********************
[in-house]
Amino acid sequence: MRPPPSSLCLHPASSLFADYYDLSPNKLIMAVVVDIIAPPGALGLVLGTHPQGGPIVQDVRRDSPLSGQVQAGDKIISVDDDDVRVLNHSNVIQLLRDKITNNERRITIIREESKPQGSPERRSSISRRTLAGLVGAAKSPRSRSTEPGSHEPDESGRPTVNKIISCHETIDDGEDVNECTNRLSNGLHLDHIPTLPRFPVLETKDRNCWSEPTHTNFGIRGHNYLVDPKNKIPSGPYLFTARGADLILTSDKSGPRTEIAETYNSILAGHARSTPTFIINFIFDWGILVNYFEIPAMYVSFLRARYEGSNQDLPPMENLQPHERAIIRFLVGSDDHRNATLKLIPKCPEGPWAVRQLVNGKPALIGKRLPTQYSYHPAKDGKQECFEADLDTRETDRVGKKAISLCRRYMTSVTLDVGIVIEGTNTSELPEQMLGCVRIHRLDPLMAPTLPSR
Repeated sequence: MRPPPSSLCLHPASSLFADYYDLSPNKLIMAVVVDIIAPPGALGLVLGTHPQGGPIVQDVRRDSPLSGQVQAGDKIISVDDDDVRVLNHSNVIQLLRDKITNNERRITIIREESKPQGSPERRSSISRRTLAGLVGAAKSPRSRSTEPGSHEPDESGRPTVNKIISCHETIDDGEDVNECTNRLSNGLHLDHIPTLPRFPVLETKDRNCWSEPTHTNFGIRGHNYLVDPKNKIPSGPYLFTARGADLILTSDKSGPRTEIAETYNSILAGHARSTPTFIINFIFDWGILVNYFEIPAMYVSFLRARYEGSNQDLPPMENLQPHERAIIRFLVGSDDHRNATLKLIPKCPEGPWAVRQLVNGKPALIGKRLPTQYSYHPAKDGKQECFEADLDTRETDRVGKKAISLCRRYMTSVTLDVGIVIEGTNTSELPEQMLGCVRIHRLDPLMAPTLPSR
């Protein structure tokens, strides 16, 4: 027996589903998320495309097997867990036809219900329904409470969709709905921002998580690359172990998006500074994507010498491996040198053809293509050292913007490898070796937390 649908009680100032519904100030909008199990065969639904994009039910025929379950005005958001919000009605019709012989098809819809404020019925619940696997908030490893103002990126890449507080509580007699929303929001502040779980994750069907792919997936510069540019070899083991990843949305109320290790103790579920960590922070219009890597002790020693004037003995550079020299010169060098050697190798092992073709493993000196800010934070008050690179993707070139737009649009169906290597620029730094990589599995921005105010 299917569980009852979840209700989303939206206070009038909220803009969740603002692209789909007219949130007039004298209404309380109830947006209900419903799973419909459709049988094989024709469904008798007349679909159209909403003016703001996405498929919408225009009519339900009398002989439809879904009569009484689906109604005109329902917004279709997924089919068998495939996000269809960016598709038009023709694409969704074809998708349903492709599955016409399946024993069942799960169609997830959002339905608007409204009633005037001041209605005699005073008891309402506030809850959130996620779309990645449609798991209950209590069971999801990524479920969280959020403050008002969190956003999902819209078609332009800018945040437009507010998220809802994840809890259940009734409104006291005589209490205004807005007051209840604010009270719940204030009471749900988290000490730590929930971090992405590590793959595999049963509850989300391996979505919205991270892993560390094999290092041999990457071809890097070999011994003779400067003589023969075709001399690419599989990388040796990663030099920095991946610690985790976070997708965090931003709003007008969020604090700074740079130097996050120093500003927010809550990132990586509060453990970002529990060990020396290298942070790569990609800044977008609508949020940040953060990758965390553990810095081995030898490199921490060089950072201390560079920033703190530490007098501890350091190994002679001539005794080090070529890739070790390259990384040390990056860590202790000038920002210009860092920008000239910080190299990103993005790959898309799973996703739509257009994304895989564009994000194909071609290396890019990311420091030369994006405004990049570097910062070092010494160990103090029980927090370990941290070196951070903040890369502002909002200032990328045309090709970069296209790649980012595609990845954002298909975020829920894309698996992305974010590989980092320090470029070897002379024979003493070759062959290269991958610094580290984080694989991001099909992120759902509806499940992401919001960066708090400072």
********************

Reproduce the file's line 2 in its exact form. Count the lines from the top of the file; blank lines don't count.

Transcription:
Amino acid sequence: MRPPPSSLCLHPASSLFADYYDLSPNKLIMAVVVDIIAPPGALGLVLGTHPQGGPIVQDVRRDSPLSGQVQAGDKIISVDDDDVRVLNHSNVIQLLRDKITNNERRITIIREESKPQGSPERRSSISRRTLAGLVGAAKSPRSRSTEPGSHEPDESGRPTVNKIISCHETIDDGEDVNECTNRLSNGLHLDHIPTLPRFPVLETKDRNCWSEPTHTNFGIRGHNYLVDPKNKIPSGPYLFTARGADLILTSDKSGPRTEIAETYNSILAGHARSTPTFIINFIFDWGILVNYFEIPAMYVSFLRARYEGSNQDLPPMENLQPHERAIIRFLVGSDDHRNATLKLIPKCPEGPWAVRQLVNGKPALIGKRLPTQYSYHPAKDGKQECFEADLDTRETDRVGKKAISLCRRYMTSVTLDVGIVIEGTNTSELPEQMLGCVRIHRLDPLMAPTLPSR